UK PM Gordon Brown has used his moment in the spotlight at the Labour Party’s annual conference in Brighton to urge his party to "change the world again" in a make-or-break speech to the faithful. He said voters at the election, to be held by next June, would have the "biggest choice for a generation".
He proposed a referendum on electoral reform, giving voters the power to recall MPs, more free childcare for poor families and state homes for single mothers. And, true to his reputation for moralising, Brown also vowed a fresh crackdown on anti-social behaviour.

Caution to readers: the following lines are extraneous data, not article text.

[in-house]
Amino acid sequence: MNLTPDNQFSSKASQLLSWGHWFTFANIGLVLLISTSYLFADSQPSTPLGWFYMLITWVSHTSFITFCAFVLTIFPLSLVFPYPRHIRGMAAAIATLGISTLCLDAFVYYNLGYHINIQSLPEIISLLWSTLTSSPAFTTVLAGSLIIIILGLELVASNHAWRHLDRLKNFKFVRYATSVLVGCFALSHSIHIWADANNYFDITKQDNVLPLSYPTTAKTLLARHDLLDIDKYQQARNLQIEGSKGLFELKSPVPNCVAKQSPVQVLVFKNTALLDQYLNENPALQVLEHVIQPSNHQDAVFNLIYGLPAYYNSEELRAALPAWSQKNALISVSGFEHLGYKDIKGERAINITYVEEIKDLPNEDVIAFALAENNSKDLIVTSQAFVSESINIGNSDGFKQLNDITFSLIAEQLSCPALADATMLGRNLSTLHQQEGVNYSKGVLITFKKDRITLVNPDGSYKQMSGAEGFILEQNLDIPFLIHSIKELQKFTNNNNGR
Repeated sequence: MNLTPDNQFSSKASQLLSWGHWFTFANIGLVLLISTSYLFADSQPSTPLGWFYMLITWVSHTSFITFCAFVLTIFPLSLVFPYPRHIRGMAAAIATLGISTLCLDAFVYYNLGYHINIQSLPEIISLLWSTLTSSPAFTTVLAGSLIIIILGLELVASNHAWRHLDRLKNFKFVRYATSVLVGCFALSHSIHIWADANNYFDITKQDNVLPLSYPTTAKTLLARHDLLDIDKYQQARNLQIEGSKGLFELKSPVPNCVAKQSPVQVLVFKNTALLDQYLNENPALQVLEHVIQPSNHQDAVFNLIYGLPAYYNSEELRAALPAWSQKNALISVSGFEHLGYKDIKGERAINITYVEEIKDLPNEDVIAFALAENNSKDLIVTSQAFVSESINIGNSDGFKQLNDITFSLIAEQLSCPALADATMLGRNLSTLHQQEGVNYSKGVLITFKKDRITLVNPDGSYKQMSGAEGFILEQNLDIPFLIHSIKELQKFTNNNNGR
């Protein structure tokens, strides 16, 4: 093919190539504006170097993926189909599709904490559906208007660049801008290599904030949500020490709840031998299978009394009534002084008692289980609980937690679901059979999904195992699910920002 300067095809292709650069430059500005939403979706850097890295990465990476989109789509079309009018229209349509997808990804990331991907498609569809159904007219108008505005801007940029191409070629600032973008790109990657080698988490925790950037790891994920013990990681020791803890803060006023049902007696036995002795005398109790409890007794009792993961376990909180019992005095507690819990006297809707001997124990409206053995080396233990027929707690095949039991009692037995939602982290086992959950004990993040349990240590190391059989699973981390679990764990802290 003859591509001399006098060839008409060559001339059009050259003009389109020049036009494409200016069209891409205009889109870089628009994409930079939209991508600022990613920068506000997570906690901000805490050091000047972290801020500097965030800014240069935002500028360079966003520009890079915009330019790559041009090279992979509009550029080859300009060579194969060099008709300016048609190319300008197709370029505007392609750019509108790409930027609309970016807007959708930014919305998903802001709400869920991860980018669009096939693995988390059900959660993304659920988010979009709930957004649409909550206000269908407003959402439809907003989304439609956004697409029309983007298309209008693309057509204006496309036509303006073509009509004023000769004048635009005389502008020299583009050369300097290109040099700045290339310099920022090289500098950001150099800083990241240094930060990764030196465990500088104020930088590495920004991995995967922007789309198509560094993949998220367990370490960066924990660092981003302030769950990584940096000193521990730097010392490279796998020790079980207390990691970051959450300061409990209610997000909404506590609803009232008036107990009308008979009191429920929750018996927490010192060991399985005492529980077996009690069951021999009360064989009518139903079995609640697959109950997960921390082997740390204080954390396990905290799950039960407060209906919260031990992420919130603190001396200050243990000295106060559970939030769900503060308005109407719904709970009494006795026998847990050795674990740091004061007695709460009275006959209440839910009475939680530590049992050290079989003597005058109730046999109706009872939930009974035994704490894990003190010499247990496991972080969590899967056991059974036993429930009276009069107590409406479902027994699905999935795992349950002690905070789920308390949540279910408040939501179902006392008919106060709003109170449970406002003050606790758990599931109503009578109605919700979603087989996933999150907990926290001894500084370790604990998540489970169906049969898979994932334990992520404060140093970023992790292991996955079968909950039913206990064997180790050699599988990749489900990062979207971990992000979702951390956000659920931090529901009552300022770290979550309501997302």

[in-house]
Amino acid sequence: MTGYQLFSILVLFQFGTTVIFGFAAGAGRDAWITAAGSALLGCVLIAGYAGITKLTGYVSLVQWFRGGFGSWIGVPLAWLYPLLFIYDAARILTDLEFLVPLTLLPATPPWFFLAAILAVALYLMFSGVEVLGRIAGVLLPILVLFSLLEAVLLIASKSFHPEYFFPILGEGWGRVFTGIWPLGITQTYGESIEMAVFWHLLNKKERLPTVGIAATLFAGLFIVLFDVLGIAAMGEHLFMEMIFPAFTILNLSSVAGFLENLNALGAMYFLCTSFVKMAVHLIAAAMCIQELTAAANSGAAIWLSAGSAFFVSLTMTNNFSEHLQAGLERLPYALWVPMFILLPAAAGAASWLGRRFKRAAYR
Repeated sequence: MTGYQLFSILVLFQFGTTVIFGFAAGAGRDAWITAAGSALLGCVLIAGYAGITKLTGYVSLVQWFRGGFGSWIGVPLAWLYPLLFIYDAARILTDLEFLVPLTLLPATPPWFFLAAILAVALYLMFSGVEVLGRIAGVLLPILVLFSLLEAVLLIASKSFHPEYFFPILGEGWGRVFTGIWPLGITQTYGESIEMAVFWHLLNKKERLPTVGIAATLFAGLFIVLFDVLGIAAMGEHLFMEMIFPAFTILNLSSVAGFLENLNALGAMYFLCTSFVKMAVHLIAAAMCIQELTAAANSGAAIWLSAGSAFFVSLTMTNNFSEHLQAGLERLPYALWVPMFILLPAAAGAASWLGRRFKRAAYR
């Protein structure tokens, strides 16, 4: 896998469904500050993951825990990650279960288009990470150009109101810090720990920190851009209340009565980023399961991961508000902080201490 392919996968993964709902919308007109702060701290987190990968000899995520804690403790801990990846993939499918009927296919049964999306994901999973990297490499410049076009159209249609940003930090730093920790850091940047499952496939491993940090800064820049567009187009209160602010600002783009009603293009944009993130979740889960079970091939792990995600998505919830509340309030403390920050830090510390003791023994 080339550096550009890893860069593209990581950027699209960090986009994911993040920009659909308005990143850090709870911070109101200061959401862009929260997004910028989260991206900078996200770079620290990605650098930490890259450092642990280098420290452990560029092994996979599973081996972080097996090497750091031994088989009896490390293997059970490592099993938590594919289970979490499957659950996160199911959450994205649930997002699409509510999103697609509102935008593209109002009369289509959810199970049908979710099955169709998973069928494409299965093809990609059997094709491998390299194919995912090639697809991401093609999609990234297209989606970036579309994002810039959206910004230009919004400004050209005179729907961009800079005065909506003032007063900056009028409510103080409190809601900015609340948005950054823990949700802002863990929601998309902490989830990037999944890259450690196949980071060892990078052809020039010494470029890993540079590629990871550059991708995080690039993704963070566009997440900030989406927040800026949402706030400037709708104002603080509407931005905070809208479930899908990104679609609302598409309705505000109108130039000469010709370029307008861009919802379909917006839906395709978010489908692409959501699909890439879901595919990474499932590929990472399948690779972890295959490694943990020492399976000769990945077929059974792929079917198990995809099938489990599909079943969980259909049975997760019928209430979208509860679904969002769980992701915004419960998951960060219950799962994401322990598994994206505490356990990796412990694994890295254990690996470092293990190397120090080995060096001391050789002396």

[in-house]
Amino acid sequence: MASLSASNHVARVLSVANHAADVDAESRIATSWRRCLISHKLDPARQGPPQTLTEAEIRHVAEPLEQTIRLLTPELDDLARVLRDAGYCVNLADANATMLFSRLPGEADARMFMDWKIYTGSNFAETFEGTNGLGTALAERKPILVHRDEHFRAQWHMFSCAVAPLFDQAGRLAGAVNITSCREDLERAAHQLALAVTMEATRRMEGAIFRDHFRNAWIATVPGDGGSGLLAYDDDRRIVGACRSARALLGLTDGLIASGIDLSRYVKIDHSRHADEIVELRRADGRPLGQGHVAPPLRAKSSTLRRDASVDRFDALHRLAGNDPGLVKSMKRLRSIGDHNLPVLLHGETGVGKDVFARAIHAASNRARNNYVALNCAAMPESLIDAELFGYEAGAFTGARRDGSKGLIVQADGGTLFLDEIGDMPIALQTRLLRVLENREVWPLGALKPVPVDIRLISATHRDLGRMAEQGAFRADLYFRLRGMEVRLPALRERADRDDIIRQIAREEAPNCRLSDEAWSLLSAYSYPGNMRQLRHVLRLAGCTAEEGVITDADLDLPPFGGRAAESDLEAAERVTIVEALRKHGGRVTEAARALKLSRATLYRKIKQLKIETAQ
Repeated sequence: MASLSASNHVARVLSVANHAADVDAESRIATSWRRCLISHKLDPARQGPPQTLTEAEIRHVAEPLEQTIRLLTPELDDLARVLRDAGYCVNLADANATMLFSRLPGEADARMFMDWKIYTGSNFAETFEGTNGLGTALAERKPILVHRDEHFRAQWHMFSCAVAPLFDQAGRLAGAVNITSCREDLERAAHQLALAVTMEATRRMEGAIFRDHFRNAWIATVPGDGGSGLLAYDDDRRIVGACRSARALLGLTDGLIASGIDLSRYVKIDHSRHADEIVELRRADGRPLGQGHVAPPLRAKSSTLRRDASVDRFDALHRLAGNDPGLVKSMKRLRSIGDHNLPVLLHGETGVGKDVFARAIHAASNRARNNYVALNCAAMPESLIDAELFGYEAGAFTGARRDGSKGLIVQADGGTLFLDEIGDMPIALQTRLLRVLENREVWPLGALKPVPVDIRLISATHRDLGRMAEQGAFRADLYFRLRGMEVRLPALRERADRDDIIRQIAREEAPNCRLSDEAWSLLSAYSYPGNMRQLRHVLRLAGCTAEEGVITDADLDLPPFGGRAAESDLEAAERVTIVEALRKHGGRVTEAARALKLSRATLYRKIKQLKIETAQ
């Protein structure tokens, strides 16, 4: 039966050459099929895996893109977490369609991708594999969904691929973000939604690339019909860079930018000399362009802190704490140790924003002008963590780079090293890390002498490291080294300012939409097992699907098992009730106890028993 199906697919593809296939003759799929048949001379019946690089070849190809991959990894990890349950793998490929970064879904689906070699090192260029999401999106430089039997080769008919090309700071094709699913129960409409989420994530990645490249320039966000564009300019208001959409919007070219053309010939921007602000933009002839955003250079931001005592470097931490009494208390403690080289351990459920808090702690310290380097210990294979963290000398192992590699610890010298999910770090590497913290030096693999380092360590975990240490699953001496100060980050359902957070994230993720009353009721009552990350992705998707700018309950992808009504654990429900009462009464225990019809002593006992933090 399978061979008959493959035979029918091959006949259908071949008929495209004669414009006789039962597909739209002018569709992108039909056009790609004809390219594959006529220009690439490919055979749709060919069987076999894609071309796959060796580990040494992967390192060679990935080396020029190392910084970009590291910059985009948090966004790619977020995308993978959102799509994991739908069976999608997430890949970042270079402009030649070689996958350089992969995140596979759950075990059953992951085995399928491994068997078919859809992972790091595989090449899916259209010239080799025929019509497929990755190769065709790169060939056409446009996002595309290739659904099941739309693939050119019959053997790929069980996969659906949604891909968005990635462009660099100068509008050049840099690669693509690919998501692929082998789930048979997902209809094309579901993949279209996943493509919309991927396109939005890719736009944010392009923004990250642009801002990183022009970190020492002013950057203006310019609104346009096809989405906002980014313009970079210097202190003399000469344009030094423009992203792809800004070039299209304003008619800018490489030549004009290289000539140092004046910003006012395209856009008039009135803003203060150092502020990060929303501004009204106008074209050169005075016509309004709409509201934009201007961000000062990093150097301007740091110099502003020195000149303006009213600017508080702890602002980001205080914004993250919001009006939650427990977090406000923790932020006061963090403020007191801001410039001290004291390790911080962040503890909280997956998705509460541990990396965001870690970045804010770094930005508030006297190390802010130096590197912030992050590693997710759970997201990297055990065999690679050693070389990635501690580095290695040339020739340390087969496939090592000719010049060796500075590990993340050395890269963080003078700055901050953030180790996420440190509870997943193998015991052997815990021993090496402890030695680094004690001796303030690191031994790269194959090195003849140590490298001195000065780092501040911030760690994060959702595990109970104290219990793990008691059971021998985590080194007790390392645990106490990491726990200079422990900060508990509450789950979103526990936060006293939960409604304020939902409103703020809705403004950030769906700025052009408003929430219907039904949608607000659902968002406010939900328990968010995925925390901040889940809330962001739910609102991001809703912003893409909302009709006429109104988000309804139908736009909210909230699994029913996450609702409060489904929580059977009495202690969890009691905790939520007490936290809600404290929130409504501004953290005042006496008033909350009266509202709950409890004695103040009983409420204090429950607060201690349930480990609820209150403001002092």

Brown began by telling his party that they were “the fighters and believers who change the world – we have changed the world before and we are going to do it again”. He told delegates he had acted “decisively and immediately” when Britain was “looking over a precipice” as banks were on the brink of failure last year, and that the Conservatives were “consistently wrong” on the economy.
Meanwhile, Brown’s wife, Sarah, told delegates that while Brown was “no saint” they had “been together through some tough times, and some great times, and we will be together forever”. He’s obviously got at least one vote guaranteed.
His speech came as the most recent survey says the Conservatives have support of 36%, Labour 24% and the Liberal Democrats on 25% – the first time since 1982 Labour was third place.